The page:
6 p.m.

Lord McIntosh of Haringey

I have some concern about this series of amendments which we have not had very much time to consider. In the first instance I should like to phrase my concerns as questions to the Minister. Am I right in thinking that this amendment provides that the waste disposal authorities have the power to hold land, plant, buildings and so on to deal with the deposit, transfer, treatment, disposal etc. of controlled waste and that they can divest themselves of the capital assets but may keep them for their own use? If I am right about that, where does that leave the waste disposal contractors?

It looks as though a waste disposal authority is unlikely to set up a waste disposal contractor if there is an alternative, which I understand these amendments provide, of holding the assets and letting them on contract to a waste disposal contractor. If the authority has that option and uses it, does that mean that the waste disposal contractors will be at a disadvantage compared with the private sector? In effect, they will be labour-only subcontractors and will have great difficulty if private sector contractors are willing to under-price a contract in order to get operational control of the facilities, such as transfer stations.

I am concerned about what that means for the relationship between the waste disposal authorities and the waste disposal contractors. I wonder why this series of amendments has come before Parliament at such a late stage with so little explanation of what has gone before.

Lord Hesketh

I am pleased that the noble Lord, Lord McIntosh, takes an interest on behalf of the contractors and believes it possible that the contractors might lose out. There may well be circumstances in which it is preferable from both the authorities' and the contractors' points of view for them to come to some arrangement, lease or rental agreement over certain essentially capital equipment. That is the object of the exercise. I can assure the noble Lord that there is no hidden scheme arriving at this point in the Bill.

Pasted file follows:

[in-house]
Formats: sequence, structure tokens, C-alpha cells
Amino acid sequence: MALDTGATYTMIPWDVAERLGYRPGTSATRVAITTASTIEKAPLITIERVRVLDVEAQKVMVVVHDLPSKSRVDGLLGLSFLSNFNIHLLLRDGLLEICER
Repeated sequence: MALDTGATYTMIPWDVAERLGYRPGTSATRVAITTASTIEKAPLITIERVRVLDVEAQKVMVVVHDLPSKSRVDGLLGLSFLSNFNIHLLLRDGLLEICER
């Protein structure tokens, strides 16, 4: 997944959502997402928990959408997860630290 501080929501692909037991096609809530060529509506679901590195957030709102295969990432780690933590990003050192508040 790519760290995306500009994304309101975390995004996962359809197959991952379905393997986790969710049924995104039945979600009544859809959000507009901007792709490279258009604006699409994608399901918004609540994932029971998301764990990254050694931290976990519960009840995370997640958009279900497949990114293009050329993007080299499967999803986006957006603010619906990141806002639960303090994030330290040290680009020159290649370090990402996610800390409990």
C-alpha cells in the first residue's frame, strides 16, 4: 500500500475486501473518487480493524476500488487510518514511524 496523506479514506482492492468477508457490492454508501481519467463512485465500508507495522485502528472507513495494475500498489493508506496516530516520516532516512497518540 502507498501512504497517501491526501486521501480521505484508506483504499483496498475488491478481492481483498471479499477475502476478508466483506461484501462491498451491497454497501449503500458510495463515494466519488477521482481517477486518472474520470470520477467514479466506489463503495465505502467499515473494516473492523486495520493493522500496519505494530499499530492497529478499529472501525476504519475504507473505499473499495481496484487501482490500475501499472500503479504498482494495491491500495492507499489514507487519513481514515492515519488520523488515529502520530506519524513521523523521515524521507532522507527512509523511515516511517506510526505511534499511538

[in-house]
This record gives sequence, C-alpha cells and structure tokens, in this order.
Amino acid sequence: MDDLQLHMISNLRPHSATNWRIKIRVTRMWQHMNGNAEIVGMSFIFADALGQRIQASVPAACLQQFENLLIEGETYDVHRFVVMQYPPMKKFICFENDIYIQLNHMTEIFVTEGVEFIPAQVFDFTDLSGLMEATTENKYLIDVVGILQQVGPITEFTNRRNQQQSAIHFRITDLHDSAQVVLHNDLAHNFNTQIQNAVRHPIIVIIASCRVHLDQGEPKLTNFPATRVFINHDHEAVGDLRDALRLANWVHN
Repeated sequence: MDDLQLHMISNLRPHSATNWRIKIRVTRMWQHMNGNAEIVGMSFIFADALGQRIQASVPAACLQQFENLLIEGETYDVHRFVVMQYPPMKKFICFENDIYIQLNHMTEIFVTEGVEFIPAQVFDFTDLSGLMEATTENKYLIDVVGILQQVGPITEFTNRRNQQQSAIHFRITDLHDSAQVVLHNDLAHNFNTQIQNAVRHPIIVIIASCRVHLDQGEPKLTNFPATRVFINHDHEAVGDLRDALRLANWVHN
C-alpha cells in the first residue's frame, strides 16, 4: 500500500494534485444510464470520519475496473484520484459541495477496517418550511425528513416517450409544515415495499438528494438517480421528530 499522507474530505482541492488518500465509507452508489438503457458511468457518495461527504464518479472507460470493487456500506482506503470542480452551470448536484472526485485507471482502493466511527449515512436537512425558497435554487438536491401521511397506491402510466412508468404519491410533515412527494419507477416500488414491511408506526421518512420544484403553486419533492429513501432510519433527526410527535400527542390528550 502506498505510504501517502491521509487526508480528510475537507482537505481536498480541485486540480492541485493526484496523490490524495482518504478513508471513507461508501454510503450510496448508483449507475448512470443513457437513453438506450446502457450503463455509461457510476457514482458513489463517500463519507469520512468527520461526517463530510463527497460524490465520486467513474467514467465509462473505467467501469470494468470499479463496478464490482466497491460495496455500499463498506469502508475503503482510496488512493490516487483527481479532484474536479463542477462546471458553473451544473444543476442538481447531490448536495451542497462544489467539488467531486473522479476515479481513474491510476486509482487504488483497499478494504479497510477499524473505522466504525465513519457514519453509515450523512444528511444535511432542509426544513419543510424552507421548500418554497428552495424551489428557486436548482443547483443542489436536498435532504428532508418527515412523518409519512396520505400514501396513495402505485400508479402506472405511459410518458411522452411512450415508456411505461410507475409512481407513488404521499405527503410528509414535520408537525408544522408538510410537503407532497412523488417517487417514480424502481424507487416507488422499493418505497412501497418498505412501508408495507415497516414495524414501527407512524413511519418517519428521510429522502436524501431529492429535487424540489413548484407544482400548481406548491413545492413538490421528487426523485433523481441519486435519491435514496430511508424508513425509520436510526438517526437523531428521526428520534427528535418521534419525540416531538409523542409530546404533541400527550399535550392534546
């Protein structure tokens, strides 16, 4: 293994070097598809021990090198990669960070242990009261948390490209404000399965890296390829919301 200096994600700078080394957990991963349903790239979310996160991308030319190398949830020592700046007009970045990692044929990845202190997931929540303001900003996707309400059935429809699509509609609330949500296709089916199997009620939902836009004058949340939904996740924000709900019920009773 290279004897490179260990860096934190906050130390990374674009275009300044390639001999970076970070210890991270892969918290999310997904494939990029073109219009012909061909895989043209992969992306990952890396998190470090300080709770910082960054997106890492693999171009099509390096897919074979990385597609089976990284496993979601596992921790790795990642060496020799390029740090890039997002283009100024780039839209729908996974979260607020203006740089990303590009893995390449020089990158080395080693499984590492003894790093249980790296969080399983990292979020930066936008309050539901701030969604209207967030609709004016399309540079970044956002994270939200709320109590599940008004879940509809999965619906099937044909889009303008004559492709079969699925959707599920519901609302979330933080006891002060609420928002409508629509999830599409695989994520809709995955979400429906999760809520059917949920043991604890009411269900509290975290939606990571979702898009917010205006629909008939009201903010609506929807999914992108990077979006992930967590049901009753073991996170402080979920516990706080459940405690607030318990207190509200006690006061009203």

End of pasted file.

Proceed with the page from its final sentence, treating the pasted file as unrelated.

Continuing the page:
Lord McIntosh of Haringey

With respect, that does not answer my questions at all. I had very specific questions. Under what circumstances do the Government believe that a waste disposal authority will let the local authority waste disposal contractors (those are the ones about which I am concerned—the LAWDs) have control of its land? Why am I thinking that the natural tendency will be for the waste disposal authorities to keep control of the land and assets and simply let out a tender to labour-only subcontractors? I did not receive an answer to that question.

Lord Hesketh

The noble Lord may say that he did not receive an answer. I thought that I gave him a fairly specific answer to his question. I think that he is trying to over-complicate what is quite a sinple issue.

Lord McIntosh of Haringey

I shall not pursue this exchange as a dialogue in which I do not receive any answers. This is a matter to which we may have to come back at a later stage.

On Question, amendment agreed to.

[Amendment No. 220 not moved.]

The Earl of Balfour moved Amendment No. 221: Page 55, line 21, leave out from ["Saturday") to end of line 22 and insert ("or Sunday of each week except Easter Day and a week in which the Saturday or Sunday is").

The noble Earl said: I refer to the part of subsection (2) which is in parenthesis, (including at least one period on the Saturday", which then goes on, or following day To me the following day has always been Sunday. How long-winded can a parliamentary draftsman get? My amendment will alter the subsection to read: the Saturday or Sunday of each week except Easter Day and a week in which the Saturday or Sunday is 25th December or 1st January)". That covers the main holidays of England. However, as the clause applies only to England, I may be on dangerous ground. Scotland recognised Christmas Day as an official holiday only in 1952. I beg to move.

Lord Reay

Amendment No. 221 attempts to exempt local authorities from the requirements that they open their civic amenity sites on Easter Sunday. Civic amenity sites should be available at places and times which encourage their use. Civic amenity sites form a crucial part of the recycling initiative because many local authorities co-locate their recycling facilities and their public disposal, facilities, and we must do all we can to promote them. Bank holiday weekends are often the time that people find most convenient to sort out their bulky waste and take it to the civic amenity site. It is clearly important that civic amenity sites should not be prevented from opening at such times. It is a sad fact of life that people, having sorted out their waste and taken it to the civic amenity site, may well fly-tip that waste if the site is not open when they visit it. That is a good reason for resisting any restriction on civic amenity site opening periods.